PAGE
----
It may also be useful under certain operating conditions to arrange a plurality of magnetic drum means in series in the direction of the track, all of the magnetic drum means preferably feeding a common conveyor band arrangement. Such an arrangement is particularly advantageous in track sections with closely spaced ties and/or multiple-part rail fastenings, which according produce a very great number of rail fastening elements requiring additional pick-up means. Such a magnetic drum means arrangement offers the additional advantage of staggering the magnetic field strength of the serially arranged magnetic drum means, for instance so that the foremost magnetic drum means picks up only relatively light elements, such as screws or nails and the like, while the subsequent magnetic drum means have a higher magnetic force to pick up the heavier element, such as tie plates. In this manner, the smaller elements are sorted out from the larger elements during pick-up.

With the independent drive and energy source carried on carriage 1 and capable of supplying all the necessary power for the operating parts of the apparatus, with the entire operation being controlled by cab 8, the apparatus is totally independent and may be used with maximum efficiency, being capable of being moved rapidly from working site to working site under its own power. With a central cab, a single operator suffices and thus produces additional savings.

As shown in FIG. 3, the vertical position of magnetic drums 20 is so adjusted during operation that drum skins 21 project slightly below a plane defined by the running surfaces of rails 3, which has been found most efficient for the magnetic pick-up of ferrous rail fastening elements. For this purpose, rollers 26 may be vertically adjustably mounted on carrier frame end 25, or the rollers may be readily replaceable by rollers of different diameters, or the rotary axle 19 for the drums may be vertically adjustably mounted on carrier frame 15. This vertical adjustment holds the magnetic drums at a constant average distance from the surface of the ballast bed and the ties, this distance and the magnetic field force of the drums determining the pick-up capacity, i.e. whether only part or all of the rail fastening elements of various weights, such as tie plates 40, tie bolts 41, clamps 42 and rings 43, will be picked up by magnetic drum means 13.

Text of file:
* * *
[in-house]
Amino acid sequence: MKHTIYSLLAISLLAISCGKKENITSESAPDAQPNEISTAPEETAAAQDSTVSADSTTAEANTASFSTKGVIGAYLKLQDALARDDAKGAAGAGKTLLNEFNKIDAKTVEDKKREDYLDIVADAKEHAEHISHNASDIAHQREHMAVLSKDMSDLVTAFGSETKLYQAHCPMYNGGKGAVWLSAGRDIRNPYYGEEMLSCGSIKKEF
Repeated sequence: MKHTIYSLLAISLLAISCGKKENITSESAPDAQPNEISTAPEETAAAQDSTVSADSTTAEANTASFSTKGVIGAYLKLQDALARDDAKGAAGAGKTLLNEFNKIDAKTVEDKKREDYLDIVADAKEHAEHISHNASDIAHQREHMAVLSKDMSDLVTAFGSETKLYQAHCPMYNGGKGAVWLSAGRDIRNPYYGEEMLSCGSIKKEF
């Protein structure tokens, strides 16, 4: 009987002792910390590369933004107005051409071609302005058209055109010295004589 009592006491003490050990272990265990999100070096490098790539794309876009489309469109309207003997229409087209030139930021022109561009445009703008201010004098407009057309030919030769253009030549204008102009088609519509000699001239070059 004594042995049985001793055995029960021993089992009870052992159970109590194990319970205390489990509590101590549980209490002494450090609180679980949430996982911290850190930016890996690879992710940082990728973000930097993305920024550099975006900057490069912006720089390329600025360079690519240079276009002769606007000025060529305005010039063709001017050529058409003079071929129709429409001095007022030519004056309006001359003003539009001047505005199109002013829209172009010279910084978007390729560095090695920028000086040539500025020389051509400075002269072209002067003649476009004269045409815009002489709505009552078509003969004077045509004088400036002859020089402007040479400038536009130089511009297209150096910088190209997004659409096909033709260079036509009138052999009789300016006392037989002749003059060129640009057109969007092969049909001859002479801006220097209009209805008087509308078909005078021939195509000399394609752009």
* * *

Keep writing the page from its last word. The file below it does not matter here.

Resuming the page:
The above-described apparatus operates in the following manner:

Carriage 1 moves along the track in operating direction 24 either under its own power or as part of a track renewal train, continuously or intermittently, depending on the rhythm of the operation. The magnetic drum means 13 and the conveyor bands of conveyor band arrangement 14 are driven at speeds suitably adjusted to each other and, preferably, to the forward speed of the carriage. Carrier frame 15 is lowered into the illustrated operating position and the coils of the magnetic drum means are energized. As the carriage moves along the track, the drum skin portions surrounding the energized coil core will pick up loose ferrous rail fastening elements disposed on the surface of the ballast bed and the ties, and the rotating drums will convey the magnetically attracted rail fastening elements to their discharge zones 22 whence they will fall onto guide sheet 23 and be conveyed by gravity to receiving conveyor bands 29 which convey the elements to main conveyor band 30 for discharge through chute 35. Discharge conveyor 38 will then transport the rail fastening elements to a storage car coupled to carriage 1. Since the most important portions of apparatus 12 are arranged visibly in front of a large glass pane of cab 8 and glassed openings in the bottom of the cab, the operator has an opportunity to view the entire operation at all times to assure reliable operation.

Apparatus 12 may be used on track sections of different structure and having different rail fastening elements because of the particular construction of the magnetic pick-up means and their accurately adjustable vertical positioning. It may be built into existing carriages of various types used in track working operations.

Patent Citations
Cited PatentFiling datePublication dateApplicantTitle
US3690264 *Dec 10, 1970Sep 12, 1972Plasser Bahnbaumasch FranzMobile track working apparatus
US3709360 *Jan 15, 1971Jan 9, 1973Baker RMechanized collection of solid waste material
US3731455 *Nov 17, 1971May 8, 1973Plasser Bahnbaumasch FranzMobile machine for depositing and storing used rail fastening means parts in receptacles
FR1387729A * Title not available
Referenced by
Citing PatentFiling datePublication dateApplicantTitle
US4241663 *Oct 13, 1978Dec 30, 1980Canron CorporationTie plate handling means for rail changing machine
US4263797 *Jan 23, 1979Apr 28, 1981Cooper Roger HMethod of reclaiming used railroad spikes
US4691639 *Feb 4, 1986Sep 8, 1987Holley Engineering Company, Inc.Rail tie plate placing vehicle and method
US4862806 *Mar 8, 1988Sep 5, 1989Franz Plasser Bahnbaumaschinen-Industriegesellschaft M.B.H.Mobile tie gang apparatus and tie exchange method
US7244089 *Jul 13, 2004Jul 17, 2007Sperling Railway Services, Inc.Device for removing metallic objects from a railway bed
US7926426Jan 30, 2008Apr 19, 2011Sperling Railway Services, Inc.Railway scrap recovery vehicle
US8042473 *Nov 3, 2009Oct 25, 2011Timothy Charles TaylorTie plate singularization device
CN101349044BSep 18, 2008Jun 16, 2010奇瑞汽车股份有限公司Waste iron absorption device and automatic waste iron cleaning vehicle
CN101781883A *Mar 3, 2010Jul 21, 2010朱永山Steel shot recovery vehicle
Classifications
U.S. Classification209/215, 104/307
International ClassificationE01H8/00, E01B29/24, E01H1/14
Cooperative ClassificationE01H1/14, E01B29/24, E01H8/00
European ClassificationE01H1/14, E01H8/00, E01B29/24